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Christopher Brown

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    MA19 - Looking at PROs in Greater Detail - What Patients Actually Want and Expect (ID 147)

    • Event: WCLC 2019
    • Type: Mini Oral Session
    • Track: Treatment in the Real World - Support, Survivorship, Systems Research
    • Presentations: 1
    • Now Available
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      MA19.02 - Psychological Distress in Never, Ex, Current, and Passive Smokers Diagnosed with Lung Cancer - Analyses from the EnRICH Program (Now Available) (ID 461)

      11:30 - 13:00  |  Author(s): Christopher Brown

      • Abstract
      • Presentation
      • Slides


      Lung cancer is associated with greater psychological distress than any other cancer. In Australia, the prevalence of anxiety and depression in those with lung cancer is nearly 30% higher than the average of other major cancers. More than 50% of patients experience distress, anxiety and/or depression, resulting in diminished quality of life (QoL), and a fourfold increase in likelihood of suicide than the general population.

      Lung cancer stigma, arising from presumption about tobacco exposure and associated smoking stigma, contributes to high levels of distress. A national survey found that more than a third (35%) of Australians believe those living with lung cancer “have only themselves to blame” and almost 40% indicated, before expressing concern, the first question they would ask someone diagnosed with lung cancer is whether they smoked. This stigma makes lung cancer patients reluctant to seek psychosocial support and reduces their sense of entitlement to care and empathy. However, approximately one fifth (21%) are life-long never-smokers.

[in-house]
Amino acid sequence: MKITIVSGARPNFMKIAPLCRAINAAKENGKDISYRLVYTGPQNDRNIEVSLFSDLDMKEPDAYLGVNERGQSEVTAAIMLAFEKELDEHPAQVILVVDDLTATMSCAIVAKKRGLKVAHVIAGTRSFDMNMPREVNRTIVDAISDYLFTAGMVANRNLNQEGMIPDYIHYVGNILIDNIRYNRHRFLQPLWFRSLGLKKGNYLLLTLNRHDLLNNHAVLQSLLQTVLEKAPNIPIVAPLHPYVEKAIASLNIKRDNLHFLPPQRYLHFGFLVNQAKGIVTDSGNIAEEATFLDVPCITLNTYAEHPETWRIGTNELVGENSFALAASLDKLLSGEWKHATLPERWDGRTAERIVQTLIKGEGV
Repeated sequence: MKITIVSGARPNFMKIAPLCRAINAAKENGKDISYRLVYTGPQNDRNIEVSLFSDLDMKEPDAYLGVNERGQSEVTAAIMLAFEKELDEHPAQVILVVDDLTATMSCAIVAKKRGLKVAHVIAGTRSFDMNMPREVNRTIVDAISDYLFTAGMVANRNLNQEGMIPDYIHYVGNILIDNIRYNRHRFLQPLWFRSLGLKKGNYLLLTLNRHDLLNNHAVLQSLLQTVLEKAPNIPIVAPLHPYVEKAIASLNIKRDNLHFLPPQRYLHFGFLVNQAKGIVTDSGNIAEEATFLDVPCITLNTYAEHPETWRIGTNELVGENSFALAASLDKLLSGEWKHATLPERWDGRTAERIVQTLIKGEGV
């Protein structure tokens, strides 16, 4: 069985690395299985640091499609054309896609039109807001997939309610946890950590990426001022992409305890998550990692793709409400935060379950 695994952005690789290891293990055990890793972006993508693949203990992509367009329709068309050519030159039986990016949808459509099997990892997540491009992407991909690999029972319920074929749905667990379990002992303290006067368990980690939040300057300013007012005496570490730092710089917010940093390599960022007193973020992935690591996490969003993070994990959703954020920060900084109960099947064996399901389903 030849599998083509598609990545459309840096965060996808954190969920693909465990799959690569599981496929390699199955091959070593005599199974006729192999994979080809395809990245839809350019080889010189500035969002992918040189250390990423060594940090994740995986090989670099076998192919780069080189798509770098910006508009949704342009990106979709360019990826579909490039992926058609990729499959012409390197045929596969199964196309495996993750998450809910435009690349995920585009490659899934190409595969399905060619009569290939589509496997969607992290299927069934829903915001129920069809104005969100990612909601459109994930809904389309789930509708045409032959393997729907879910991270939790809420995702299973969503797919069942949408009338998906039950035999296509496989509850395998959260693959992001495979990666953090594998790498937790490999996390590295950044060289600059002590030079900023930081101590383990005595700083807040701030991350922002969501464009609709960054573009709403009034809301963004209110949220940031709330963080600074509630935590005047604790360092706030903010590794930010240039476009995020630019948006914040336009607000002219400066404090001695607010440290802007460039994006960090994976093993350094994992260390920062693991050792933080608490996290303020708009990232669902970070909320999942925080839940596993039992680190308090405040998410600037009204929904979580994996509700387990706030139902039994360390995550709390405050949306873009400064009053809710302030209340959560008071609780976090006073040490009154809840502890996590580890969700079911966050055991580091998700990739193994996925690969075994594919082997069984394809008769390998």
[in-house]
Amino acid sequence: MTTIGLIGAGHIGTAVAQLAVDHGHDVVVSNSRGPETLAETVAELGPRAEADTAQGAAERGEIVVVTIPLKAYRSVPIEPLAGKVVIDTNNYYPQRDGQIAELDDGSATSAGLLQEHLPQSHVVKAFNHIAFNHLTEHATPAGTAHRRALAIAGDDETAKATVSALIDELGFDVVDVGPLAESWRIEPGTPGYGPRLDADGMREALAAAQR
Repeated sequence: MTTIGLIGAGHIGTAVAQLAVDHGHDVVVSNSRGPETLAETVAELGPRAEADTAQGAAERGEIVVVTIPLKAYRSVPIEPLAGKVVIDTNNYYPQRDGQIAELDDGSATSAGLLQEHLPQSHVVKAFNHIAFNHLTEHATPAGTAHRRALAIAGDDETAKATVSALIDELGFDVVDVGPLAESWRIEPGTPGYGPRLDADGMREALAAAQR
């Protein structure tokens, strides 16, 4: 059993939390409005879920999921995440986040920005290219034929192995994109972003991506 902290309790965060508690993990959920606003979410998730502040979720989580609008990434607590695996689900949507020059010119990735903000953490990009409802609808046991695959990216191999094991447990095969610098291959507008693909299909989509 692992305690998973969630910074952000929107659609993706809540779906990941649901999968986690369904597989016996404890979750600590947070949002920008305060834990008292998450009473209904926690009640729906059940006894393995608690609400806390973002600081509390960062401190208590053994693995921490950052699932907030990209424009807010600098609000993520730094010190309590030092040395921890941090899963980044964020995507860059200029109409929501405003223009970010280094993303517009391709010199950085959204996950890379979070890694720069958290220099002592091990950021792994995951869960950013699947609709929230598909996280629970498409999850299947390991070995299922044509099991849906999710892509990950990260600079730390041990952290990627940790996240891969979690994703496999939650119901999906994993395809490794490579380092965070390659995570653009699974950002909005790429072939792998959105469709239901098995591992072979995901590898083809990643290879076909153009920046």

This study aimed to describe differences in levels of psychological distress in never-and ever-smokers enrolled in the Sydney Catalyst EnRICH Program, a prospective clinical cohort of patients with lung cancer in New South Wales, Australia.


      Measures: EnRICH incorporates patient-reported outcome measures (PROMs) that assess dimensions of anxiety, depression, emotional function, and psychological distress, namely, the: (i) EORTC QLQ-C30; and (ii) NCCN Distress Thermometer.

      Sample: All patients with newly diagnosed lung cancer presenting to study hospitals are eligible for the EnRICH cohort. Consenting patients who completed PROMs comprise the sample for the current analyses.

      Statistical Methods: Subscales of the QLQ-C30 reflecting overall QoL and emotional function, and scores on the NCCN Distress Thermometer, were compared between patient groups by smoking status. Groups were combined into never-smokers (never, passive) and ever-smokers (ex, current) for analyses. Mean differences and 95% confidence intervals were computed.


      Among 205 patients who completed PROMs (69% of consenting patients), there were 52 never-smokers, 5 passive-smokers, 161 ex-smokers and 52 current-smokers at the time of diagnosis. Emotional function was worse in never-smokers (ever=75.3, never=63.2, difference=12.1 points 95%CI 2.4-21.7). There were no differences in other subscales. Although numbers are small, passive-smokers had the lowest mean scores for emotional-, role-, and social-functioning (Figure 1). Distress thermometer scores were 1.2 points worse in never-smokers [95%CI (0.56-1.8)].



      Never-smokers had worse emotional function and higher distress than other lung cancer patients. If confirmed in larger studies, additional supportive care services may improve outcomes for these patients.

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